A bone of contention?
The Pitkin County Open Space and Trails board of directors decided Thursday to lift a dog ban on a popular midvalley trail, despite warnings from several users that they were barking up the wrong tree.The board voted 5-0 to lift the ban Aug. 1 on the Emma-to-Wingo Junction trail for a one-year experiment. Board members also vowed to get tougher on enforcing a leash law and a requiring that dog owners pick up their pets’ waste.But supporters of the dog ban predicted the new rules will lead to disaster.”People don’t keep their dogs on leashes,” said Basalt resident Stephanie Scavullo. “People don’t care; the selfish nature comes out.”Emma resident Gail Caruso warned that enforcement would pose a problem, despite the board’s tough talk. Many dog owners will let their pets run at large even if they see signs warning about potential fines.The penalty for letting a dog run at large along the trail or failing to scoop poop will be $100 for the first offense, $500 for the second and $1,000 for the third.But Caruso said most dog owners feel the rules don’t apply to them. “They are never on a leash,” she said of the dogs. “They’re only a leash when the owners see a ranger.”Critics of the dog ban countered that they shouldn’t be penalized because of the actions of others. “Those of us who were abiding by the law kind of got a slap in the face” by the ban, said an unidentified woman who lives in South Side.Two midvalley organizations spoke against lifting the ban. The MidValley Trails Committee advised keeping the ban because of problems with enforcement.The Roaring Fork Conservancy, which helped acquire and helps manage 74 acres of open space along the trail, favors the ban because of the potential effect dogs can have on wildlife migrating through the property and cattle grazing there, according to Executive Director Jeanne Beaudry.Lifting the ban would probably require erecting fences along the property to prevent dogs that are off-leash from chasing the livestock, she said.The ban was initially put into place for the benefit of two working ranches along the three-mile route. Dogs harassed livestock at the ranches of Billy Grange and Reno Cerise.But Dale Will, director of the open space program, said that problem was solved by installing wire-mesh fences where the trail crosses the ranch pastures.Cerise said there haven’t been problems under the dog ban but he wasn’t convinced issues won’t arise once the ban is lifted.Rancher and 14-year open space board member Bill Fales noted that nothing stirs passions more than dogs. He said a friend who used to be a cop in Carbondale told him that going to someone’s house to settle a domestic disturbance was easier to deal with than writing someone a ticket for their dog.Fales pushed for lifting the ban. Rick Neiley, another longtime veteran of the board, said he had reservations about lifting the ban because he doubts the program’s one enforcement officer can devote enough time to the Emma trail to force compliance. Neiley ultimately voted in favor of lifting the ban as long as the program adopted a “zero tolerance” policy on dogs at-large and owners not picking up waste. He suggested another enforcement officer may be needed.Open space board members and staffers suggested an “outreach” effort may be necessary to educate people about the rules. Fales predicted word will travel fast.”When the guy is sitting in Two Rivers tavern crying in his beer about his $100 ticket, that’s a lot of outreach,” said Fales.Scott Condon’s e-mail address is firstname.lastname@example.org.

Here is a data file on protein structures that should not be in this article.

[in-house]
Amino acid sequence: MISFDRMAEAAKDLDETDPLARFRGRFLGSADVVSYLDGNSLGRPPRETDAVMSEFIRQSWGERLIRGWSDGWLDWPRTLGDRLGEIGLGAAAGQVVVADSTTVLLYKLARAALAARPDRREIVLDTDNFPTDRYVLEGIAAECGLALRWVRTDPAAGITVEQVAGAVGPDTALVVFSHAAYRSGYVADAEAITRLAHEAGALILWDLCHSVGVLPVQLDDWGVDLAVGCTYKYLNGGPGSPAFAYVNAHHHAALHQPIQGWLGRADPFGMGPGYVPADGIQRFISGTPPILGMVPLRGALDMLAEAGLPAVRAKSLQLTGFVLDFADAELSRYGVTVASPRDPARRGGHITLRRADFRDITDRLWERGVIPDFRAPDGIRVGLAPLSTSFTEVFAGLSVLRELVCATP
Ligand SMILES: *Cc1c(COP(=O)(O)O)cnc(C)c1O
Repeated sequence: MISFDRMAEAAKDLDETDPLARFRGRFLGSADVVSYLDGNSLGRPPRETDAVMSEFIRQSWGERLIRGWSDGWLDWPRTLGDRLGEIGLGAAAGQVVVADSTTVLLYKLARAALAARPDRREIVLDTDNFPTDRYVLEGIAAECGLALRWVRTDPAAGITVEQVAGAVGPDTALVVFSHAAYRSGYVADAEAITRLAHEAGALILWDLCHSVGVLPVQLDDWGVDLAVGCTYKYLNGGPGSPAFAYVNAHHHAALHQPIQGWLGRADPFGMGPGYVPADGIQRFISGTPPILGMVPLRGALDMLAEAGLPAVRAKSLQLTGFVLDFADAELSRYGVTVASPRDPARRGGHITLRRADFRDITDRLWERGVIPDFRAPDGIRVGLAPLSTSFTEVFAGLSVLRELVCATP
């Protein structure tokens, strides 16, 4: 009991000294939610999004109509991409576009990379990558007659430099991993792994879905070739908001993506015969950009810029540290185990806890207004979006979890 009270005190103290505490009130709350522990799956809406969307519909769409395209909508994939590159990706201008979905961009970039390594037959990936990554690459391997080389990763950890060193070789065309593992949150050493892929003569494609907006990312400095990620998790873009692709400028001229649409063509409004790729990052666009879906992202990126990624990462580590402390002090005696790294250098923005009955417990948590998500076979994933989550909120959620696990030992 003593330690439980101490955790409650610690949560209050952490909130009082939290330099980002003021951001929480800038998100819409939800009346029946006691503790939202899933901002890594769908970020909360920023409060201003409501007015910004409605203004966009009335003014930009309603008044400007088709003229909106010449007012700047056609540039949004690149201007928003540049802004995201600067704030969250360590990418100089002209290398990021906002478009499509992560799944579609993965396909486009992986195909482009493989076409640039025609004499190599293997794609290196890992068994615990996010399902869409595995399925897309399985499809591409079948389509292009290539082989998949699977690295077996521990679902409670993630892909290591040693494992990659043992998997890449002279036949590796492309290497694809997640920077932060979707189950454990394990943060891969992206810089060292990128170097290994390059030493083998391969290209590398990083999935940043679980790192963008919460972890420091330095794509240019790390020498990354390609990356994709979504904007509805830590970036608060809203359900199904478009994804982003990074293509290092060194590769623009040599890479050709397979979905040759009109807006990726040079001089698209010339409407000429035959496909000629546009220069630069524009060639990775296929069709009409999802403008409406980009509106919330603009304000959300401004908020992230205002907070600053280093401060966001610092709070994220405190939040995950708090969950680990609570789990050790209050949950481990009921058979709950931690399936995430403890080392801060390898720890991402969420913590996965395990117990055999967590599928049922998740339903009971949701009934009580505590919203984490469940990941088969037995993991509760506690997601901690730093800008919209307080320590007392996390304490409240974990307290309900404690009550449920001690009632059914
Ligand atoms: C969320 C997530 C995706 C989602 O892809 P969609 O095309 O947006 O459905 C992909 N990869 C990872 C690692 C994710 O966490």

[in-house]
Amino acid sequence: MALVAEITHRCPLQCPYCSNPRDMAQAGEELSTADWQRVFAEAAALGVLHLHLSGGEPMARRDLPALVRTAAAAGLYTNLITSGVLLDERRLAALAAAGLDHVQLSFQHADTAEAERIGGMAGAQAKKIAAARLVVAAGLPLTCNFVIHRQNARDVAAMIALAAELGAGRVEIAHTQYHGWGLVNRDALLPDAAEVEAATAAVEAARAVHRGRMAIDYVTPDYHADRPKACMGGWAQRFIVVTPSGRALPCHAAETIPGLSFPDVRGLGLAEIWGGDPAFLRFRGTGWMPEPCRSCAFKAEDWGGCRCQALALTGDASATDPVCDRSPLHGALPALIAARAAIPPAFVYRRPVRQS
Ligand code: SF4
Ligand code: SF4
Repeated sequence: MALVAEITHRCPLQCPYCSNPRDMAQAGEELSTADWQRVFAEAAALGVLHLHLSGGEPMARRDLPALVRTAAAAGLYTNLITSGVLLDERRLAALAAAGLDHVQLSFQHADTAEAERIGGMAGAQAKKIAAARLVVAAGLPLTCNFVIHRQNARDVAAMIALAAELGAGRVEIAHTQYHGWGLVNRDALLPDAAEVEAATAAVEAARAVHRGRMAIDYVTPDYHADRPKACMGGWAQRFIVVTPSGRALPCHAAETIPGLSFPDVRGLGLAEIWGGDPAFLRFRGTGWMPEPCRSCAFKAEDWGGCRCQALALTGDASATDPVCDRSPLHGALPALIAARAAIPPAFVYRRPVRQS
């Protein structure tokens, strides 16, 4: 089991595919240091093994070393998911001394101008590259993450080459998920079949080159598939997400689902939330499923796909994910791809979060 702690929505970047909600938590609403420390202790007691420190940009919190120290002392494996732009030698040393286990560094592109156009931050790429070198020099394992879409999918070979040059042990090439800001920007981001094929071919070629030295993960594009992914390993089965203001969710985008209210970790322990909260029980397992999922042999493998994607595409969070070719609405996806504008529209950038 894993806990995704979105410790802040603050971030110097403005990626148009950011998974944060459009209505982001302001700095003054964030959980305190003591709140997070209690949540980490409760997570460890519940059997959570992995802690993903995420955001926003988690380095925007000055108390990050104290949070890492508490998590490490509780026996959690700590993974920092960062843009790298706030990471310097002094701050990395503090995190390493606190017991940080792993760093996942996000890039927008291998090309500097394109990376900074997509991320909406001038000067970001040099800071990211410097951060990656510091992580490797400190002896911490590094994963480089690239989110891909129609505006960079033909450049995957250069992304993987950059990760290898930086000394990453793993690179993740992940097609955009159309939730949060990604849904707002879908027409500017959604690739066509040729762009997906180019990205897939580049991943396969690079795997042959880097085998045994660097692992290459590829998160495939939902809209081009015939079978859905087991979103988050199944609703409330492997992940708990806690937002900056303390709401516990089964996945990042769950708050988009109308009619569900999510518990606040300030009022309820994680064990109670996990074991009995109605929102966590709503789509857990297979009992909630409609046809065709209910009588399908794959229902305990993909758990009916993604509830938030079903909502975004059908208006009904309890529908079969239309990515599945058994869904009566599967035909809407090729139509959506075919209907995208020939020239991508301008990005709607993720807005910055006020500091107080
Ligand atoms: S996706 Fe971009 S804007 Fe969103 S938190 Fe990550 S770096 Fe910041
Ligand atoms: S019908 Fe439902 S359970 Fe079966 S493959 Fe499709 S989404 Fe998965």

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In the 1960s The Red Onion as the Aspen Ski Club would host an annual ski fashion preview, which in addition to clothing also included live music and a strip auction.